While we are all aware of the health benefits of exercise, for some of us, it can be a chore.
But to help combat this, researchers from the Norwegian University of Science and Technology (NTNU) have now tested how social media can motivate people to hit the gym.
For the study, they recruited 500 participants with varying training levels and randomly split them into two groups. One group was asked to follow an Instagram account called #dinmotivation, which offered up motivational posts every three days over four weeks.
After the study, the participants were asked about their exercise motivation and enjoyment, with the researchers reporting that those who followed the Instagram updates enjoyed their sessions much more than the ones who didn’t.
“It’s interesting how some exercise apps promise exercise enjoyment and motivation without having any clear theories for how they want to achieve that,” said first author and clinical psychologist Silje Berg. “Now, our study has shown that theoretical content can have a positive effect, so we should encourage more people in this market to become knowledge-based.”
And though some experts remain concerned about the impact fitness influencers with “perfect” bodies may have on the younger generation, the researchers think there is space for new exercise apps that emphasise passion and self-determination.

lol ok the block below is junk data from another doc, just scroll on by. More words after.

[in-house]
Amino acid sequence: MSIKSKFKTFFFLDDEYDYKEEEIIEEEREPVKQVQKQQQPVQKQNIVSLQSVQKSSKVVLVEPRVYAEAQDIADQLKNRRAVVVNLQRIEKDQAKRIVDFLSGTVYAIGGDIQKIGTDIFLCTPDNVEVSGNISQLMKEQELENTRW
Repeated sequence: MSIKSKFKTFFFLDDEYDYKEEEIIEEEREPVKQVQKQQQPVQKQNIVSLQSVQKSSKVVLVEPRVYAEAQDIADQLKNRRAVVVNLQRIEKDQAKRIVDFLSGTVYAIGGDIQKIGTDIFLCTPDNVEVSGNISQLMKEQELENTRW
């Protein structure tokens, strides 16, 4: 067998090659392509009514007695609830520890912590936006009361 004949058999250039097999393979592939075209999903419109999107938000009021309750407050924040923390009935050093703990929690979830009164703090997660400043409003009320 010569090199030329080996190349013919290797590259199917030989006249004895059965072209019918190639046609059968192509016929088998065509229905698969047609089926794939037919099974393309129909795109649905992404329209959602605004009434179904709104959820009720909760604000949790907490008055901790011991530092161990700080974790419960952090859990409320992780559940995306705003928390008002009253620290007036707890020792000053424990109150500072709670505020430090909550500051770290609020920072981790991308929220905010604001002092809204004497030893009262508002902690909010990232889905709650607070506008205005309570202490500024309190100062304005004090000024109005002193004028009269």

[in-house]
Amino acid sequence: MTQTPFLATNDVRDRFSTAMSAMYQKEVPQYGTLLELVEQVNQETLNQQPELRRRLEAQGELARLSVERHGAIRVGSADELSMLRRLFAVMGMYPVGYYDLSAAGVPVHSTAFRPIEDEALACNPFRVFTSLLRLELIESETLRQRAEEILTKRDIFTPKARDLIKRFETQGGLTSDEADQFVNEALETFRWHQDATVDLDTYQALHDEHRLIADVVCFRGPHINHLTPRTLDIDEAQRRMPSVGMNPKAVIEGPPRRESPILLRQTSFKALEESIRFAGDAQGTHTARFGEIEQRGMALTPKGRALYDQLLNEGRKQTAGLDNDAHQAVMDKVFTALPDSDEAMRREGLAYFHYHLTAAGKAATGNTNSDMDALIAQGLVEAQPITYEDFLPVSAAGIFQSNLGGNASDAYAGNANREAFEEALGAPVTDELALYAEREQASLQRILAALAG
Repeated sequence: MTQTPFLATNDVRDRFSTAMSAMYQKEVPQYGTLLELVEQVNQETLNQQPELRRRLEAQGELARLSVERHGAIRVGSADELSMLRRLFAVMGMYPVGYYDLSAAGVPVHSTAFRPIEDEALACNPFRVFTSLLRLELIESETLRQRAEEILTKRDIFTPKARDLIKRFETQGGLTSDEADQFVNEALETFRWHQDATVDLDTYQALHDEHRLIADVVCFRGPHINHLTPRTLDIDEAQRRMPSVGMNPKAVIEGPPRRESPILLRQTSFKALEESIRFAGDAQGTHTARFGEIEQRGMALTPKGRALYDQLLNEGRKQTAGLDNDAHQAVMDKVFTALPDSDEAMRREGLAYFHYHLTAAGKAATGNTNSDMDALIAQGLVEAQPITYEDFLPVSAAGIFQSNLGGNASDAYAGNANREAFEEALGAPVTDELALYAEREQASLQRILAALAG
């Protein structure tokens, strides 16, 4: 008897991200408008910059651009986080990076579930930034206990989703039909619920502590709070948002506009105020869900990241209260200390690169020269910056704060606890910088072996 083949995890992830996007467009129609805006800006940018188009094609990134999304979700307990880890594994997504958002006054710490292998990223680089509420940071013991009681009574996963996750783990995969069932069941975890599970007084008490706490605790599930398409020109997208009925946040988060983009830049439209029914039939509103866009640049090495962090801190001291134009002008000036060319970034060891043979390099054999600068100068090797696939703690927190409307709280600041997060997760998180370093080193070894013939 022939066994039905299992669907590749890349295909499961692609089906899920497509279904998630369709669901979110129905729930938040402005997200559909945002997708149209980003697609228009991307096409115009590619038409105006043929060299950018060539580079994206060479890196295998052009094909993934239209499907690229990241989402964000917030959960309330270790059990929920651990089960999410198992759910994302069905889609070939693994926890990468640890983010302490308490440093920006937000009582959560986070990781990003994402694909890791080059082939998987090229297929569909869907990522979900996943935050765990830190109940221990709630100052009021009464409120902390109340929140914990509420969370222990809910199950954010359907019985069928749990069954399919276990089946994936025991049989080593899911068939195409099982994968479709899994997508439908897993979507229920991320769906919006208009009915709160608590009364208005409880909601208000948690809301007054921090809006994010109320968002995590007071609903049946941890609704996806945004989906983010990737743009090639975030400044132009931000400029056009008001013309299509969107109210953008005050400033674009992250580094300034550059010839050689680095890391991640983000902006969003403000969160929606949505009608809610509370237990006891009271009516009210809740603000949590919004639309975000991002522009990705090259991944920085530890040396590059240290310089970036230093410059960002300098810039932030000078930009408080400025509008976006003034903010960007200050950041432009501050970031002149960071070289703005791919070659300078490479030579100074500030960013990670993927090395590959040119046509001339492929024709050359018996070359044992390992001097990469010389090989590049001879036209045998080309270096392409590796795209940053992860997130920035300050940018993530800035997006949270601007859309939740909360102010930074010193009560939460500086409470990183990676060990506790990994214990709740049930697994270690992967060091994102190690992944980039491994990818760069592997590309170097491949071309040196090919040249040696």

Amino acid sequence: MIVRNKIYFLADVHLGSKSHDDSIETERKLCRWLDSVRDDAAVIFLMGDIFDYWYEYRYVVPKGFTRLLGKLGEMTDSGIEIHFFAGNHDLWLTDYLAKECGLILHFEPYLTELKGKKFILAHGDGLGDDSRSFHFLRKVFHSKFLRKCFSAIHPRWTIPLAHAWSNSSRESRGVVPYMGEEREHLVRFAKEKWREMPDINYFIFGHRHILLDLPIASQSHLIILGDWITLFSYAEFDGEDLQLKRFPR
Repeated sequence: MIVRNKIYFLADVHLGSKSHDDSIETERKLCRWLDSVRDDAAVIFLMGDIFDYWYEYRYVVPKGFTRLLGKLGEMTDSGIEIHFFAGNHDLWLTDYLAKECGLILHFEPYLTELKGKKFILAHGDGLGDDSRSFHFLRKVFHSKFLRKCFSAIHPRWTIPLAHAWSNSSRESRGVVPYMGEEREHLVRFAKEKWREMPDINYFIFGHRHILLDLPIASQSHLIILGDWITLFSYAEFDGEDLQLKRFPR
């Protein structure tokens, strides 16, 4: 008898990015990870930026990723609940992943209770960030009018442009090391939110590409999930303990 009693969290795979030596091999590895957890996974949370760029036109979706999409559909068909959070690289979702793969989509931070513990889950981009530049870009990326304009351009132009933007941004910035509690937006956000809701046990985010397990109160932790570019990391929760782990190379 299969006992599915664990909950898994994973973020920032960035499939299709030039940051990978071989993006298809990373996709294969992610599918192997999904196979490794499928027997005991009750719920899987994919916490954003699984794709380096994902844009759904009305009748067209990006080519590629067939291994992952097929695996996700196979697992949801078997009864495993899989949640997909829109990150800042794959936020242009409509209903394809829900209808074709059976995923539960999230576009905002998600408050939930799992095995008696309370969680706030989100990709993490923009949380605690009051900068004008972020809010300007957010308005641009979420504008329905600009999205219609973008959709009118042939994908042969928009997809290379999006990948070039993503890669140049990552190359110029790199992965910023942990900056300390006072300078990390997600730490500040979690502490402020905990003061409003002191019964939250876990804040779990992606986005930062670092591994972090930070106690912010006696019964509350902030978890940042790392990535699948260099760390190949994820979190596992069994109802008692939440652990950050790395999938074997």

Going to the gym to do a routine workout is not the only way to stay in shape. From dancing to taking the stairs, try these useful and healthy alternatives to keep fit.
This is a suggestive guide. Readers are advised to seek the help of a qualified health professional regarding any questions concerning their health or a medical condition.
“We want to show how the influence of social media can be positive and used to promote public health – rather than the opposite. It can also inform how we should be critical of the source regarding content that appears in our feed. Awareness is key for achieving the positive effect we want,” she stated, while Professor Frode Stenseng added: “Watching influencers is probably more like watching TV.”
Full study results have been published in Frontiers in Psychology.